Of course, if you read Artifacts (the collection I produced for Christmas of 1999), you would have learned all about this at the time, starting on Page 70 in “Senate Clears Financial-Services Overhal; Late Requests for Favors, Fixes Precede 90-8 Vote on Landmark Measure,” by Michael Schroeder, from the Wall Street Journal:

By stripping away restrictions in the Glass-Steagall financial-services law — which prohibited the mixing of banking, securities and insurance activities — the overhaul is a windfall for financial industries, paving the way for a new world of financial supermarkets offering one-stop shopping for services ranging from checking to credit cards, foreign exchange, insurance, mutual funds, mortgages and auto loans.

Of course, “no one could have predicted” that the house of cards would fall down, right? Hm.

Perhaps you’d have found further illumination from another selection in Artifacts, this one from Kurt Vonnegut’s Breakfast of Champions:

Here is how the pirates were able to take whatever they wanted from anybody else: they had the best boats in the world, and they were meaner than anybody else, and they had gunpowder, which was a mixture of potassium nitrate, charcoal, and sulphur. They touched this seemingly listless powder with fire, and it turned violently into gas. This gas blew projectiles out of metal tubes at terrific velocities. The projectiles cut through meat and bone very easily, so the pirates could wreck the wiring or the bellows or the plumbing of a stubborn human being, even when he was far, far away.

The chief weapon of the sea pirates, however, was their capacity to astonish. Nobody else could believe, until it was much too late, how heartless and greedy they were.

So it goes.

More of Hank Paulson’s Brilliant Insights
Posted on September 29th, 2008 at 2:53 pm by Steve

Hank Paulson Can See the Future!

From Hank’s Wikipedia entry:

In Spring 2007, Secretaty Paulson told an audience at the Shanghai Futures Exchange that “An open, competitive, and liberalized financial market can effectively allocate scarce resources in a manner that promotes stability and prosperity far better than governmental intervention.” [Bloomberg News]

In August 2007, Secretary Paulson explained that U.S. subprime mortgage fallout remained largely contained due to the strongest global economy in decades. [Boston Globe]

On July 20, 2008, after the failure of Indymac Bank, Paulson reassured the public by saying, “it’s a safe banking system, a sound banking system. Our regulators are on top of it. This is a very manageable situation.” [CBS News]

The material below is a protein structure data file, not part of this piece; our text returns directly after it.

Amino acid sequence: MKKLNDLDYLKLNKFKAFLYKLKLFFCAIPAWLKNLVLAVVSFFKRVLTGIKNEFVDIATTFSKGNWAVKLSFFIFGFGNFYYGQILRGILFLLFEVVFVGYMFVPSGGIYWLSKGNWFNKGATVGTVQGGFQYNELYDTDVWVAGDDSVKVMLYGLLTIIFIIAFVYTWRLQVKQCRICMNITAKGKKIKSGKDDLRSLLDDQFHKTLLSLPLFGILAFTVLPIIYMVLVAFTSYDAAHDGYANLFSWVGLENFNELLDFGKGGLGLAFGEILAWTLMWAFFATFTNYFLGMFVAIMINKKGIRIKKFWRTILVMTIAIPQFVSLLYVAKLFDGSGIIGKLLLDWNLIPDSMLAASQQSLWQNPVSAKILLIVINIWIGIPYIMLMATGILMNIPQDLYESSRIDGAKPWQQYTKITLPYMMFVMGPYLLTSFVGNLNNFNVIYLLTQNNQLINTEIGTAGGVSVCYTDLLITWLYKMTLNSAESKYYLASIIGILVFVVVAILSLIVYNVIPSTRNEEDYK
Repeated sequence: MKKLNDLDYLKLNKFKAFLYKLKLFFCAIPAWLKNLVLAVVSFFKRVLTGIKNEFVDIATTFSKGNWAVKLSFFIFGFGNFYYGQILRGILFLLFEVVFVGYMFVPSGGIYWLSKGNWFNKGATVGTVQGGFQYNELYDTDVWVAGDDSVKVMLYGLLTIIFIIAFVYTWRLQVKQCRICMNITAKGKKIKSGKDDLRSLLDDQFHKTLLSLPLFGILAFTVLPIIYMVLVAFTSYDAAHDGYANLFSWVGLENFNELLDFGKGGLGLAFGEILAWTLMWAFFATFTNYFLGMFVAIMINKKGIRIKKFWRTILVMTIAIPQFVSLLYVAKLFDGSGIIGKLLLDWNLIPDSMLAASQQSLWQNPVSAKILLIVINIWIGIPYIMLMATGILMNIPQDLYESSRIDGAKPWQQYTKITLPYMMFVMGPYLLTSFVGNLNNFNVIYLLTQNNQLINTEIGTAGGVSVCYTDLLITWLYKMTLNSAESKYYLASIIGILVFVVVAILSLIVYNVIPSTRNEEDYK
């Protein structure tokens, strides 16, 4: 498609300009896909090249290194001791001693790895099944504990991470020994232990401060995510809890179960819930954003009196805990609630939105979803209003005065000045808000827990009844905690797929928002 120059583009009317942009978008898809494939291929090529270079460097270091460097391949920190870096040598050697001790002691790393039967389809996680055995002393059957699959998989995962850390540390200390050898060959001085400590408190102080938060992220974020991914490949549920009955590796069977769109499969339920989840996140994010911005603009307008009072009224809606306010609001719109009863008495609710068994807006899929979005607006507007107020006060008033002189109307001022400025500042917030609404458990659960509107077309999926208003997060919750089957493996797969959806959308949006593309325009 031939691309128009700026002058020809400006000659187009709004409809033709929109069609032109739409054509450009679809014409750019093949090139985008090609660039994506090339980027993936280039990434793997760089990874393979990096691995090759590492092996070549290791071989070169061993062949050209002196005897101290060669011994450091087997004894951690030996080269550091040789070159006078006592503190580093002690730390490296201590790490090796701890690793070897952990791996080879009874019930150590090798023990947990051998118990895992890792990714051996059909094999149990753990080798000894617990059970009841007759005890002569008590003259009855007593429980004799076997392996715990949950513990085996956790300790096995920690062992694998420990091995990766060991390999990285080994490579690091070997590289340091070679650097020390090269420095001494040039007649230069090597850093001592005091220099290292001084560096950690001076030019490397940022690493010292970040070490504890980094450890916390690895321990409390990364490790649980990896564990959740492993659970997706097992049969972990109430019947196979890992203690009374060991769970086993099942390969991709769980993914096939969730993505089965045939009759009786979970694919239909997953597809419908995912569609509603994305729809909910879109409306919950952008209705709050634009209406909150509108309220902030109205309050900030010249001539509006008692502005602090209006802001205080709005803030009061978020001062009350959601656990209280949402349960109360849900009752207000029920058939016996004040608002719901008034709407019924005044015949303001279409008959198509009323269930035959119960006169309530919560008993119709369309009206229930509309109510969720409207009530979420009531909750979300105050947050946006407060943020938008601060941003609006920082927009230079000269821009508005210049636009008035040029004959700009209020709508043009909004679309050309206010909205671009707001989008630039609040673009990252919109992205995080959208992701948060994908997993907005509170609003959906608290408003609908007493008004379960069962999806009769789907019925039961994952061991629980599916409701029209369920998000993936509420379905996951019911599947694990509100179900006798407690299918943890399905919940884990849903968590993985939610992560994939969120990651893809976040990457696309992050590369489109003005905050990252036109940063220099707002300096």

On August 10, 2008, Secretary Paulson told NBC’s Meet the Press that he had no plans to inject any capital into Fannie Mae or Freddie Mac.[Bloomberg News] On September 7, 2008, both Fannie Mae and Freddie Mac went into conservatorship.

Ask an Actual Expert
Posted on September 29th, 2008 at 2:30 pm by Steve

Hank Paulson says, 3x6=6!

So, we’re supposed to trust Hank Pauslon with $700,000,000,000 because he’s a smart guy, right? I mean, as the former head of Goldman Sachs, with a net personal worth of over $700,000,000, he can certainly handle these big sums!

But… I wonder… isn’t this the same Hank Paulson who helped get us into this mess? The same Hank Paulson who’s been declaring all through the spring that “our economy is sound” and that we’ve “reached the bottom of the housing market?” He was the head of the Investment Banking unit at Goldman before he became the chief executive!

He knows exactly what he’s doing: bailing out his buddies and partners from the mess they themselves created, with OUR money.

How about asking an actual expert, one who wasn’t compensated to the tune of $30,000,000 per year by the very company he’s now proposing, as a “public servant,” to “help” with taxpayer funds?

Nourel Roubini – unlike Hank Paulson, Ben Bernanke, George Bush, Nancy Pelosi, Chris Dodd, Barney Frank, John McCain, or Barack Obama – has been accurately predicting the contours of our current financial crisis going back several years. In February, he predicted that a major US investment bank would collapse; after Bear Stearns went down, he predicted that there would be no independent investment banks in the US (and this has already come to pass). He’s been right as often as Paulson, Bernanke, et al. have been wrong.